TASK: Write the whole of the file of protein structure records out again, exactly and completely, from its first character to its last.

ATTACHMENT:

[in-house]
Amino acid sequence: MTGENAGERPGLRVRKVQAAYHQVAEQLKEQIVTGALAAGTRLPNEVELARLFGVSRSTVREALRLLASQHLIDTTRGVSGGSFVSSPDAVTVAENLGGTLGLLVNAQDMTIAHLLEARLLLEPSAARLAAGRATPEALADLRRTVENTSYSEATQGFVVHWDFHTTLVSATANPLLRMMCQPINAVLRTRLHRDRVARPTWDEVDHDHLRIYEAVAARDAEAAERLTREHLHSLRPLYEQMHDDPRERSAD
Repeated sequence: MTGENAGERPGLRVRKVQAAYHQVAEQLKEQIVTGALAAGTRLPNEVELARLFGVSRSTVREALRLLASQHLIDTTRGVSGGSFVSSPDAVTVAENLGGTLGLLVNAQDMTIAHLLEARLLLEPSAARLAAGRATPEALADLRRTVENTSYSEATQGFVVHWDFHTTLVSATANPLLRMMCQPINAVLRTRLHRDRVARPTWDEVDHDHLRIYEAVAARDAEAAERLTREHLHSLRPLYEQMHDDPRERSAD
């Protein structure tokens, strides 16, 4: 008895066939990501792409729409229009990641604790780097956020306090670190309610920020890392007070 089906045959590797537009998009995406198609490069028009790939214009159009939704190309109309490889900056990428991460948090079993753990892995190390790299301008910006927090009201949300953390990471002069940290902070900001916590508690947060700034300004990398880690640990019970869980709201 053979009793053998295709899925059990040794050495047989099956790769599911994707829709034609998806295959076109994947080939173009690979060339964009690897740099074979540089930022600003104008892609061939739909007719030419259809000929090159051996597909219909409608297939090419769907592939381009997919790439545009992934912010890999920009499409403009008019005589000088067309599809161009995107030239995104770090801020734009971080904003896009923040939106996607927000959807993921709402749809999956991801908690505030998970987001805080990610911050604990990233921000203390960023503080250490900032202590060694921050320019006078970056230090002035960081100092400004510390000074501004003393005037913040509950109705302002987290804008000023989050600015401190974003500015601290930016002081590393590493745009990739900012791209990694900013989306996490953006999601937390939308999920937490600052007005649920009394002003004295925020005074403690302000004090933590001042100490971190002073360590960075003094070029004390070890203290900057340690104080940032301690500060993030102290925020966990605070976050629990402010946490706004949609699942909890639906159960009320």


[in-house]
Amino acid sequence: MTGENAGERPGLRVRKVQAAYHQVAEQLKEQIVTGALAAGTRLPNEVELARLFGVSRSTVREALRLLASQHLIDTTRGVSGGSFVSSPDAVTVAENLGGTLGLLVNAQDMTIAHLLEARLLLEPSAARLAAGRATPEALADLRRTVENTSYSEATQGFVVHWDFHTTLVSATANPLLRMMCQPINAVLRTRLHRDRVARPTWDEVDHDHLRIYEAVAARDAEAAERLTREHLHSLRPLYEQMHDDPRERSAD
Repeated sequence: MTGENAGERPGLRVRKVQAAYHQVAEQLKEQIVTGALAAGTRLPNEVELARLFGVSRSTVREALRLLASQHLIDTTRGVSGGSFVSSPDAVTVAENLGGTLGLLVNAQDMTIAHLLEARLLLEPSAARLAAGRATPEALADLRRTVENTSYSEATQGFVVHWDFHTTLVSATANPLLRMMCQPINAVLRTRLHRDRVARPTWDEVDHDHLRIYEAVAARDAEAAERLTREHLHSLRPLYEQMHDDPRERSAD
């Protein structure tokens, strides 16, 4: 008895066939990501792409729409229009990641604790780097956020306090670190309610920020890392007070 089906045959590797537009998009995406198609490069028009790939214009159009939704190309109309490889900056990428991460948090079993753990892995190390790299301008910006927090009201949300953390990471002069940290902070900001916590508690947060700034300004990398880690640990019970869980709201 053979009793053998295709899925059990040794050495047989099956790769599911994707829709034609998806295959076109994947080939173009690979060339964009690897740099074979540089930022600003104008892609061939739909007719030419259809000929090159051996597909219909409608297939090419769907592939381009997919790439545009992934912010890999920009499409403009008019005589000088067309599809161009995107030239995104770090801020734009971080904003896009923040939106996607927000959807993921709402749809999956991801908690505030998970987001805080990610911050604990990233921000203390960023503080250490900032202590060694921050320019006078970056230090002035960081100092400004510390000074501004003393005037913040509950109705302002987290804008000023989050600015401190974003500015601290930016002081590393590493745009990739900012791209990694900013989306996490953006999601937390939308999920937490600052007005649920009394002003004295925020005074403690302000004090933590001042100490971190002073360590960075003094070029004390070890203290900057340690104080940032301690500060993030102290925020966990605070976050629990402010946490706004949609699942909890639906159960009320």